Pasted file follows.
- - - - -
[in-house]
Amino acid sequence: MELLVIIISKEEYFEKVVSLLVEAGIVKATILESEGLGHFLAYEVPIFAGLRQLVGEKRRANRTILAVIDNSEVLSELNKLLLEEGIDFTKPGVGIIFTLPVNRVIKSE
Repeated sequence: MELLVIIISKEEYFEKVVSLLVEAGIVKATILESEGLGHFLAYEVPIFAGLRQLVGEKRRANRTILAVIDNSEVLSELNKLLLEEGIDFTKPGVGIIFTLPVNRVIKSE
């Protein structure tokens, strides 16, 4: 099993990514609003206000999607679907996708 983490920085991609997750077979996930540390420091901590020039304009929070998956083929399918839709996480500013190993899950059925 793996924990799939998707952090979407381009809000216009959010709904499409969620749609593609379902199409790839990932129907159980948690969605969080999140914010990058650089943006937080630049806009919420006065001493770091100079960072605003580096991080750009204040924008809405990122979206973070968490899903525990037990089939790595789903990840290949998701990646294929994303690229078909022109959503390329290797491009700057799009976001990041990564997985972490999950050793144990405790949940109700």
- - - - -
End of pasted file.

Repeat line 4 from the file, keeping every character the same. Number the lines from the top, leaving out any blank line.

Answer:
């Protein structure tokens, strides 16, 4: 099993990514609003206000999607679907996708 983490920085991609997750077979996930540390420091901590020039304009929070998956083929399918839709996480500013190993899950059925 793996924990799939998707952090979407381009809000216009959010709904499409969620749609593609379902199409790839990932129907159980948690969605969080999140914010990058650089943006937080630049806009919420006065001493770091100079960072605003580096991080750009204040924008809405990122979206973070968490899903525990037990089939790595789903990840290949998701990646294929994303690229078909022109959503390329290797491009700057799009976001990041990564997985972490999950050793144990405790949940109700």